autoninja -C out/Default chrome_public_apk
And deploy it to your Android device:
The app will appear on the device as “Chromium”.
Wraps the content module (but not the /chrome embedder). See https://www.chromium.org/developers/content-module for details on the content module and content shell.
autoninja -C out/Default content_shell_apk out/Default/bin/content_shell_apk install
this will build and install an Android apk under
If you want to build the complete Android WebView framework component and test the effect of your chromium changes in Android apps using WebView, you should follow the Android AOSP + chromium WebView instructions
For Content shell:
out/Default/bin/content_shell_apk launch [--args='--foo --bar'] http://example.com
For Chrome public:
out/Default/bin/chrome_public_apk launch [--args='--foo --bar'] http://example.com
Logging is often the easiest way to understand code flow. In C++ you can print log statements using the LOG macro. In Java, refer to android_logging.md.
You can see these log via
adb logcat, or:
To debug C++ code, use one of the following commands:
out/Default/bin/content_shell_apk gdb out/Default/bin/chrome_public_apk gdb
See Android Debugging Instructions for more on debugging, including how to debug Java code.
For information on running tests, see Android Test Instructions.
Args that affect build speed:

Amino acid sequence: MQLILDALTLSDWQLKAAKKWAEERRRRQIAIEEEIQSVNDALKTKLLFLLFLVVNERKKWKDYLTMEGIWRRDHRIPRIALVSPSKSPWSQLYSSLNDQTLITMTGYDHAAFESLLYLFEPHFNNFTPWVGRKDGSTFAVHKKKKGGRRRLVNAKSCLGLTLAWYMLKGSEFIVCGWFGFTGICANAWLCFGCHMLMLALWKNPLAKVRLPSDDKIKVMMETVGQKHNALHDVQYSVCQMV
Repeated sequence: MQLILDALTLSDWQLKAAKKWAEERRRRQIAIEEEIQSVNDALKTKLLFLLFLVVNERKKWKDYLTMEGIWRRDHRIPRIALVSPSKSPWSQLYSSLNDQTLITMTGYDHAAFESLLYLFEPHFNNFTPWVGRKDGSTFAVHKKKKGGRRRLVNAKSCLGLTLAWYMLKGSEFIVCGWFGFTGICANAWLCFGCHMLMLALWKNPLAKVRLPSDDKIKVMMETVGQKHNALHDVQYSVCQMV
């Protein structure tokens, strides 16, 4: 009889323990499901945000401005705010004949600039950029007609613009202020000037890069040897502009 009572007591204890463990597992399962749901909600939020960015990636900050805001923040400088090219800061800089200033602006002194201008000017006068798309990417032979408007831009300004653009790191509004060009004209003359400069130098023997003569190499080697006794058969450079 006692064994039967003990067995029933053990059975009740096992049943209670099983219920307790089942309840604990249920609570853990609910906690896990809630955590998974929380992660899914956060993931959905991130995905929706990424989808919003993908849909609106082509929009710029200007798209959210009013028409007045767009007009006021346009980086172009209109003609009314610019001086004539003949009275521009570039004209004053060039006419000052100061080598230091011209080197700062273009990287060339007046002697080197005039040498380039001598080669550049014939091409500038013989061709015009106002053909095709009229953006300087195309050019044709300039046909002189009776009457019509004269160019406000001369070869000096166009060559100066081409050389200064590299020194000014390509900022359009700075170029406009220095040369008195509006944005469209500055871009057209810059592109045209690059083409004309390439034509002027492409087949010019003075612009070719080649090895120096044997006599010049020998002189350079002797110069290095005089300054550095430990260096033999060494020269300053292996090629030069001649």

is_component_build = true(default=
.sofiles instead of just one (faster links)
is_java_debug = true(default=
treat_warnings_as_errors = false(default=
use_errorprone_java_compiler = false(default=
disable_android_lint = true(default=
Incremental Install uses reflection and sideloading to speed up the edit & deploy cycle (normally < 10 seconds). The initial launch of the apk will be a lot slower on older Android versions (pre-N) where the OS needs to pre-optimize the side-loaded files, but then be only marginally slower after the first launch.
To enable Incremental Install, add the gn args:
incremental_install = true
Some APKs (e.g. WebView) do not work with incremental install, and are blacklisted from being built as such (via
never_incremental = true), so are build as normal APKs even when
incremental_install = true.
Running on an emulator is the same as on a device. Refer to android_emulator.md for setting up emulators.
These instructions are only necessary for Chrome 51 and earlier.
In the case where you want to modify the native code for an existing release of Chrome for Android (v25+) you can do the following steps. Note that in order to get your changes into the official release, you'll need to send your change for a codereview using the regular process for committing code to chromium.